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INTRODUCTION: People being investigated for cancer face a wealth of complex information. Non-specific symptom pathways (NSS) were implemented in the United Kingdom in 2017 to address the needs of patients experiencing symptoms such as weight loss, fatigue or general practitioner 'gut feeling', who did not have streamlined pathways for cancer investigation. This study aimed to explore the health literacy skills needed by patients being investigated for cancer in NSS pathways. METHODS: This study employed ethnographic methods across four hospitals in England, including interviews, patient shadowing and clinical care observations, to examine NSS pathways for cancer diagnosis. We recruited 27 patients who were shadowed and interviewed during their care. We also interviewed 27 professionals. The analysis focused on patient communication and understanding, drawing on the concepts of personal and organisational health literacy. RESULTS: Our analysis derived six themes highlighting the considerable informational demands of the NSS pathway. Patients were required to understand complex blood tests and investigations in primary care and often did not understand why they were referred. The NSS pathway itself was difficult to understand with only a minority of patients appreciating that multiple organs were being investigated for cancer. The process of progressing through the pathway was also difficult to understand, particularly around who was making decisions and what would happen next. The results of investigations were complex, often including incidental findings. Patients whose persistent symptoms were not explained were often unsure of what to do following discharge. CONCLUSION: We have identified several potential missed opportunities for organisations to support patient understanding of NSS pathways which could lead to inappropriate help-seeking post-discharge. Patients' difficulties in comprehending previous investigations and findings could result in delays, overtesting or inadequately targeted investigations, hindering the effective use of their medical history. Third, patients' limited understanding of their investigations and results may impede their ability to engage in patient safety by reporting potential care errors. PATIENT OR PUBLIC CONTRIBUTION: Patient, public, clinical and policy representatives contributed to developing the research objectives through a series of meetings and individual conversations in preparation for the study. We have held several events in which patients and the public have had an opportunity to give feedback about our results, such as local interest groups in North London and academic conferences. A clinical contributor (J.-A. M.) was involved in data analysis and writing the manuscript.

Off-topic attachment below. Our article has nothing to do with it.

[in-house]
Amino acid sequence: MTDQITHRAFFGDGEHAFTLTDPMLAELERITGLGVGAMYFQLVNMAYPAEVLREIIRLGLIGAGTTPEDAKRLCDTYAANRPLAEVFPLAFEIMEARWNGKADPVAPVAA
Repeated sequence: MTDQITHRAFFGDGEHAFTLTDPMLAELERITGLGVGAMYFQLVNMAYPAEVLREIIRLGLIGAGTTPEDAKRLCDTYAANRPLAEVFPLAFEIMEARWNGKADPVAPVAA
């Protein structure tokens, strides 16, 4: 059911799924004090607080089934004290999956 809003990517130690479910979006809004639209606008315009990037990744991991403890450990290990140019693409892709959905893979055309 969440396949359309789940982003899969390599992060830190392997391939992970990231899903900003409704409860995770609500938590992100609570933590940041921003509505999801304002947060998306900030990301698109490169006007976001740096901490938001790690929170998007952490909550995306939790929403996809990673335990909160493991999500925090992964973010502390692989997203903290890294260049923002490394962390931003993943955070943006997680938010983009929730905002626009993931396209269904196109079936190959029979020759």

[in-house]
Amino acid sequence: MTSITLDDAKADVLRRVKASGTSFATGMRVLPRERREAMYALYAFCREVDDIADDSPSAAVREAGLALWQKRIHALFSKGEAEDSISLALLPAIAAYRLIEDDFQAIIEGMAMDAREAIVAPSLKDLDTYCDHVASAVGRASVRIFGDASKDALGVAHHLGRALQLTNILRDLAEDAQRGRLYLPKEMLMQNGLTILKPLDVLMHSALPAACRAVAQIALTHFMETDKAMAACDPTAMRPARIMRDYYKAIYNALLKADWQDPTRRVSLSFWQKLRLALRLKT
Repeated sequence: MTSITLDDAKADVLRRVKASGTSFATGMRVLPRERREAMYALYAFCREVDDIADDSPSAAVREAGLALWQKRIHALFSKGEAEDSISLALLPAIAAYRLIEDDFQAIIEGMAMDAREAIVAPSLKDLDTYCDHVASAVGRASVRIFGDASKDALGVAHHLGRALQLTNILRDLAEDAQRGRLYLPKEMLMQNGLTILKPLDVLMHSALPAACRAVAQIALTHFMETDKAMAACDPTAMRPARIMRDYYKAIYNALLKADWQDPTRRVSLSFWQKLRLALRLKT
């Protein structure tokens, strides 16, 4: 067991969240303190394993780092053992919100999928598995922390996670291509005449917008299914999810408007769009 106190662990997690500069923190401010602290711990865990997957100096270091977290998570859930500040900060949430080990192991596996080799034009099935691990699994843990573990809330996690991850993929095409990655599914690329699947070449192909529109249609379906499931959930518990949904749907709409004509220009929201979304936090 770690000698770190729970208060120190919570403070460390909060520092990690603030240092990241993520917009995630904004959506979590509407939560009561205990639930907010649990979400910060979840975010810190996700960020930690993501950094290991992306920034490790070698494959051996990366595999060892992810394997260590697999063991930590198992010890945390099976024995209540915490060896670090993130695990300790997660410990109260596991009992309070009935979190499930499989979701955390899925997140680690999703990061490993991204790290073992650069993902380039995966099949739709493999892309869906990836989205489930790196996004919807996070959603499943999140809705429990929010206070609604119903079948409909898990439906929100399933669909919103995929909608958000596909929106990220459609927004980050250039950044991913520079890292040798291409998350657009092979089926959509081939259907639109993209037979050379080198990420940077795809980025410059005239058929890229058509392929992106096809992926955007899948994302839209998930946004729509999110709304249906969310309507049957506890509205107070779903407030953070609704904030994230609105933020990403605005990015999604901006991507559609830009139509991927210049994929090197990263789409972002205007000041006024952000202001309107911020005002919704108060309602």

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cancer, early diagnosis, health literacy, patient communication, qualitative, Humans, Neoplasms, Anthropology, Cultural, Health Literacy, Female, Male, Middle Aged, England, Aged, Adult, Interviews as Topic, Communication, Qualitative Research